Wayne is survived by a son and two daughters, Todd (Kris) Phillips of Elk Ridge, UT; Lisa Peterson of Sacramento, CA; Shelli Kime (Greg) of Portland, OR; by 10 grandchildren and 9 great-grandchildren; and six brothers. Wayne is preceded in death by his wife, Joan; parents, Doug and Cora Phillips; a sister, Myrna Bailey, and a brother Clair D Phillips.
The family would like to thank Dr. Beckstead and the excellent nursing staff at Franklin County Medical Center staff for the loving care of our father.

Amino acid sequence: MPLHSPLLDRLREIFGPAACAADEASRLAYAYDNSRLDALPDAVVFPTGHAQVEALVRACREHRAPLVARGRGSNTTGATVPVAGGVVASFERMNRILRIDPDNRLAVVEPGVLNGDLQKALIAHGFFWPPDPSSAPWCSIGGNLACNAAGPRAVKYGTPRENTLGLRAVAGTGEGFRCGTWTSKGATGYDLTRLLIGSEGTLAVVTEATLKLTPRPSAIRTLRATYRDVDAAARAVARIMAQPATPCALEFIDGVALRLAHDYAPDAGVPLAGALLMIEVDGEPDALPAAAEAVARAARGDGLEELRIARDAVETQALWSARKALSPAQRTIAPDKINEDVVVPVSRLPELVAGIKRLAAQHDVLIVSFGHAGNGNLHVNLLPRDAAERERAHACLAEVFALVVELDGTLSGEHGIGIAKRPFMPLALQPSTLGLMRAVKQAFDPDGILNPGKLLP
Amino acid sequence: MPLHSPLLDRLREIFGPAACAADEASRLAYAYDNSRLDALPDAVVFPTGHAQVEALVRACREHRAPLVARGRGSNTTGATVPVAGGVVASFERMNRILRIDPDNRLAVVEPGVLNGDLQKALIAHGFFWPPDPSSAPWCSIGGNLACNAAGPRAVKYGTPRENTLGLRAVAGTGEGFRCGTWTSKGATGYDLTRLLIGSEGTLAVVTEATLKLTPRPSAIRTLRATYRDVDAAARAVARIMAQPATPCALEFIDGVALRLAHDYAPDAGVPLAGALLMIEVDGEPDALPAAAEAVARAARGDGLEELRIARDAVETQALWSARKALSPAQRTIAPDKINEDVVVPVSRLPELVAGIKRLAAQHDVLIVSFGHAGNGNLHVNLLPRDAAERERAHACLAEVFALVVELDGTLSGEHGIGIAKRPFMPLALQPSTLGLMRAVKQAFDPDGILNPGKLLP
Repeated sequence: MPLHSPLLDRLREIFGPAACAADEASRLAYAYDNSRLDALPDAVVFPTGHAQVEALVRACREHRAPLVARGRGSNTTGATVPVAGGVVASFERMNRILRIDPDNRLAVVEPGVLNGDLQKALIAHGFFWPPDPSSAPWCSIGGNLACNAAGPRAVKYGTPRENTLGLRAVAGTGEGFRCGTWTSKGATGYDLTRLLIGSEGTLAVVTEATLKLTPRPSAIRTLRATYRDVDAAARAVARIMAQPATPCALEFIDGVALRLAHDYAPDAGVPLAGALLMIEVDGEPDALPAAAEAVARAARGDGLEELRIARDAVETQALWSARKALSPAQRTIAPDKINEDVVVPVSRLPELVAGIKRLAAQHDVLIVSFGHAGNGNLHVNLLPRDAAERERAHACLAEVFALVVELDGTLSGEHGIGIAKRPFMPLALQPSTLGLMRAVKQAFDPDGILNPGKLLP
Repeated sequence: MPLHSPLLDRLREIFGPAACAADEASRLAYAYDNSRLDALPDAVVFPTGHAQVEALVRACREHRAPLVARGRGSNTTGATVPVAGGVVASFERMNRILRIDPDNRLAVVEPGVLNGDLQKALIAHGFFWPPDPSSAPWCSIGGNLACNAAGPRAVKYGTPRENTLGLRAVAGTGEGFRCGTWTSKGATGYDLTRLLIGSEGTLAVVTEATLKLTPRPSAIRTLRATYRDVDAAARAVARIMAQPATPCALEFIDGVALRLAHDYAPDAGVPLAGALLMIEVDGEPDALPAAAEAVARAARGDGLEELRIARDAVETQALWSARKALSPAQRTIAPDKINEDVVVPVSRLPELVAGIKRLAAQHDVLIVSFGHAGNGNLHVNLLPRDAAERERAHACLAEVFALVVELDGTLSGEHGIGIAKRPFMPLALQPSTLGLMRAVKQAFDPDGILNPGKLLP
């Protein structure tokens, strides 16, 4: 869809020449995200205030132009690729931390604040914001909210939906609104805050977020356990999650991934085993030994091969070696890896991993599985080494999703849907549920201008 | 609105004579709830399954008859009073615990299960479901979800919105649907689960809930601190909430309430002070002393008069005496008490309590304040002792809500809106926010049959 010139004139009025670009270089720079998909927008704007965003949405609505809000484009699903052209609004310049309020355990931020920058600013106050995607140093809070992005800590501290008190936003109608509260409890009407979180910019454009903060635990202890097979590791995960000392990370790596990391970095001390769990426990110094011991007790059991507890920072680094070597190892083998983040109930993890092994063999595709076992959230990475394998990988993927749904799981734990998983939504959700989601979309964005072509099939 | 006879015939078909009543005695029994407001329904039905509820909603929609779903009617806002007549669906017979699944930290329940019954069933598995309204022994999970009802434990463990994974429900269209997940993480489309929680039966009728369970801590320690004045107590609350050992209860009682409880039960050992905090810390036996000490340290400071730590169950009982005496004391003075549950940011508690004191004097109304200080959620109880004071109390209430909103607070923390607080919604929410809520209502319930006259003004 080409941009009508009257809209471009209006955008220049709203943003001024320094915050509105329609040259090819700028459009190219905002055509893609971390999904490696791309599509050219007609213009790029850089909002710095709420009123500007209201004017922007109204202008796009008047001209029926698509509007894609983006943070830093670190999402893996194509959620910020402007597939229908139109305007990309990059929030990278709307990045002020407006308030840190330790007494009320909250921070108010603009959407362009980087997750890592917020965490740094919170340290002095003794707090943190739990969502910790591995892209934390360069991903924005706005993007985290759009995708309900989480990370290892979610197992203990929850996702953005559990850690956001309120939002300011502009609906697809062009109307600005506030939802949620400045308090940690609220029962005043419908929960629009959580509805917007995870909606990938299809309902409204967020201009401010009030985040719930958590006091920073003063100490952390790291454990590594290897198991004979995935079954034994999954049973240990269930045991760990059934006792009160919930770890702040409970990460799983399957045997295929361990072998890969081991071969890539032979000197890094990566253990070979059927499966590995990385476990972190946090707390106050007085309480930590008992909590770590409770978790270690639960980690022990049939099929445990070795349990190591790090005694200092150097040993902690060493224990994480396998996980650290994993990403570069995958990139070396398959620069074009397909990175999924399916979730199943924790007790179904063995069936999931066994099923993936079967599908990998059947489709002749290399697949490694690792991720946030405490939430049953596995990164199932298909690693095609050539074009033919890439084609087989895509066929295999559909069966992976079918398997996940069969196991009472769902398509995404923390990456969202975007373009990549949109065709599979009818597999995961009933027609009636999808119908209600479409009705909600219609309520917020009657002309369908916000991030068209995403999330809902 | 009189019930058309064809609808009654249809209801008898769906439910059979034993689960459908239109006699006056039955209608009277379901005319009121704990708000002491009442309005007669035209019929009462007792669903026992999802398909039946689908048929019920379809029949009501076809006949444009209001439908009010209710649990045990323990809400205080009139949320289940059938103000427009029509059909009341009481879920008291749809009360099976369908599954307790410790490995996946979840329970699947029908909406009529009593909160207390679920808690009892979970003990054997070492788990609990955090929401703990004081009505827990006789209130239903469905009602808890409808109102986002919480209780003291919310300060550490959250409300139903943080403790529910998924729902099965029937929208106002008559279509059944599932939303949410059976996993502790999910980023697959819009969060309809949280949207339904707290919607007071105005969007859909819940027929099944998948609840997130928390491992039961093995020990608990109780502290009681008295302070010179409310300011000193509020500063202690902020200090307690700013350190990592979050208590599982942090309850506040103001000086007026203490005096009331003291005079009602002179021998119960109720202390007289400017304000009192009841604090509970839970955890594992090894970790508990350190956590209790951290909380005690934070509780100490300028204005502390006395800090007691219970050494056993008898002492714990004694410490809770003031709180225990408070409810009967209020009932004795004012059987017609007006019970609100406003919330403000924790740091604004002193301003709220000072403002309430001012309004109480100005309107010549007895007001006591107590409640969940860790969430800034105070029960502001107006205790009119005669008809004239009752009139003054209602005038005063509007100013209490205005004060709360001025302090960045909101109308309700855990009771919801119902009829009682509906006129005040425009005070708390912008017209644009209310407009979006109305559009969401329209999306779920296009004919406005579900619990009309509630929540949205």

Funeral Services will be held on Friday, March 24th, 2023 at 12:00pm at the Preston 5th Ward church building, 214 South 2nd East, Preston Idaho. The services will be streamed live and may be watched Friday at 12 pm (MST) by clicking on the link in his obituary at webbmortuary.com Viewings will be held Thursday from 6-8pm at Webb Funeral Home, 1005 South 800 East, Preston, Idaho and Friday from 10:30-11:30am at the 5th ward church building.
Interment will be in the Clifton, Idaho Cemetery. Memories and condolences may be shared with the family at webbmortuary.com
Services will be available to stream live Friday March 24 at 12:00 noon MDT at the following link: